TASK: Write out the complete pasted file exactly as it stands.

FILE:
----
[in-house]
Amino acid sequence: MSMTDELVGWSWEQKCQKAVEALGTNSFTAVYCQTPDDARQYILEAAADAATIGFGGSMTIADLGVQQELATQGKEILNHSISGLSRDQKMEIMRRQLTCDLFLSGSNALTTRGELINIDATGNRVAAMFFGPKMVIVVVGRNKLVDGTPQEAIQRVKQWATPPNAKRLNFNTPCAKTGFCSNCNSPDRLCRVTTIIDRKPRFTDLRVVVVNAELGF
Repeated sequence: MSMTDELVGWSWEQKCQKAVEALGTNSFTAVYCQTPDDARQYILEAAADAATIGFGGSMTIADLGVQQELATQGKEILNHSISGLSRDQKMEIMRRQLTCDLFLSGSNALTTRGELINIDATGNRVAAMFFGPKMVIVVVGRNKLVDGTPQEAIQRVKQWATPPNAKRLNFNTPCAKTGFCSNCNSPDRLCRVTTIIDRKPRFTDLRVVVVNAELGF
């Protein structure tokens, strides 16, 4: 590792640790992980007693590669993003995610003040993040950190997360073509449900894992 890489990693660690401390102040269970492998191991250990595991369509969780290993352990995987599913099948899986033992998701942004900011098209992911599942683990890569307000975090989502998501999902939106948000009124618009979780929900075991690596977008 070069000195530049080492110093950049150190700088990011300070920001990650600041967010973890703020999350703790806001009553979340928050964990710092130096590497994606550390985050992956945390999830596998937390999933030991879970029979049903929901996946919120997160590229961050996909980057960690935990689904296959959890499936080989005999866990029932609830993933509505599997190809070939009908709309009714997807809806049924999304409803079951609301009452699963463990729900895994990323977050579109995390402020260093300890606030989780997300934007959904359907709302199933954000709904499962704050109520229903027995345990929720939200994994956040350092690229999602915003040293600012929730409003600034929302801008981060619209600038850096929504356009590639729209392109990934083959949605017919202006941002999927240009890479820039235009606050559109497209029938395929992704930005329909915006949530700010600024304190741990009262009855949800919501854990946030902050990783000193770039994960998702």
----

[in-house]
Amino acid sequence: MSMTDELVGWSWEQKCQKAVEALGTNSFTAVYCQTPDDARQYILEAAADAATIGFGGSMTIADLGVQQELATQGKEILNHSISGLSRDQKMEIMRRQLTCDLFLSGSNALTTRGELINIDATGNRVAAMFFGPKMVIVVVGRNKLVDGTPQEAIQRVKQWATPPNAKRLNFNTPCAKTGFCSNCNSPDRLCRVTTIIDRKPRFTDLRVVVVNAELGF
Repeated sequence: MSMTDELVGWSWEQKCQKAVEALGTNSFTAVYCQTPDDARQYILEAAADAATIGFGGSMTIADLGVQQELATQGKEILNHSISGLSRDQKMEIMRRQLTCDLFLSGSNALTTRGELINIDATGNRVAAMFFGPKMVIVVVGRNKLVDGTPQEAIQRVKQWATPPNAKRLNFNTPCAKTGFCSNCNSPDRLCRVTTIIDRKPRFTDLRVVVVNAELGF
């Protein structure tokens, strides 16, 4: 590792640790992980007693590669993003995610003040993040950190997360073509449900894992 890489990693660690401390102040269970492998191991250990595991369509969780290993352990995987599913099948899986033992998701942004900011098209992911599942683990890569307000975090989502998501999902939106948000009124618009979780929900075991690596977008 070069000195530049080492110093950049150190700088990011300070920001990650600041967010973890703020999350703790806001009553979340928050964990710092130096590497994606550390985050992956945390999830596998937390999933030991879970029979049903929901996946919120997160590229961050996909980057960690935990689904296959959890499936080989005999866990029932609830993933509505599997190809070939009908709309009714997807809806049924999304409803079951609301009452699963463990729900895994990323977050579109995390402020260093300890606030989780997300934007959904359907709302199933954000709904499962704050109520229903027995345990929720939200994994956040350092690229999602915003040293600012929730409003600034929302801008981060619209600038850096929504356009590639729209392109990934083959949605017919202006941002999927240009890479820039235009606050559109497209029938395929992704930005329909915006949530700010600024304190741990009262009855949800919501854990946030902050990783000193770039994960998702």